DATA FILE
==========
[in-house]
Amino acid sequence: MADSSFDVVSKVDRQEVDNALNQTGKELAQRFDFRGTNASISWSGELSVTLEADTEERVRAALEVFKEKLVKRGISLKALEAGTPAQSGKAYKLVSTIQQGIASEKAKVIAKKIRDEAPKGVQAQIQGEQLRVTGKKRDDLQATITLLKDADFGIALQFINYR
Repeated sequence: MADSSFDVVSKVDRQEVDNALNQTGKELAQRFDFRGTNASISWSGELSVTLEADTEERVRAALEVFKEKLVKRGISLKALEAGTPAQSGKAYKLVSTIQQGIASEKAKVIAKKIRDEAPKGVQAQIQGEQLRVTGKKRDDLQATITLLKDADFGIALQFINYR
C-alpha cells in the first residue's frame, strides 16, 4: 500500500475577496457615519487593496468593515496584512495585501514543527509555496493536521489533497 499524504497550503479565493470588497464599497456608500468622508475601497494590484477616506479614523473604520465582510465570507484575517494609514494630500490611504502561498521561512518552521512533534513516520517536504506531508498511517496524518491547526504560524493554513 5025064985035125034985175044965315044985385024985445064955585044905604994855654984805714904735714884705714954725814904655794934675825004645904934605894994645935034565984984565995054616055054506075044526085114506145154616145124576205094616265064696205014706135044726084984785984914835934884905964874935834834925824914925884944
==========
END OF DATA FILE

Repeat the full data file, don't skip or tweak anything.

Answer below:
[in-house]
Amino acid sequence: MADSSFDVVSKVDRQEVDNALNQTGKELAQRFDFRGTNASISWSGELSVTLEADTEERVRAALEVFKEKLVKRGISLKALEAGTPAQSGKAYKLVSTIQQGIASEKAKVIAKKIRDEAPKGVQAQIQGEQLRVTGKKRDDLQATITLLKDADFGIALQFINYR
Repeated sequence: MADSSFDVVSKVDRQEVDNALNQTGKELAQRFDFRGTNASISWSGELSVTLEADTEERVRAALEVFKEKLVKRGISLKALEAGTPAQSGKAYKLVSTIQQGIASEKAKVIAKKIRDEAPKGVQAQIQGEQLRVTGKKRDDLQATITLLKDADFGIALQFINYR
C-alpha cells in the first residue's frame, strides 16, 4: 500500500475577496457615519487593496468593515496584512495585501514543527509555496493536521489533497 499524504497550503479565493470588497464599497456608500468622508475601497494590484477616506479614523473604520465582510465570507484575517494609514494630500490611504502561498521561512518552521512533534513516520517536504506531508498511517496524518491547526504560524493554513 5025064985035125034985175044965315044985385024985445064955585044905604994855654984805714904735714884705714954725814904655794934675825004645904934605894994645935034565984984565995054616055054506075044526085114506145154616145124576205094616265064696205014706135044726084984785984914835934884905964874935834834925824914925884944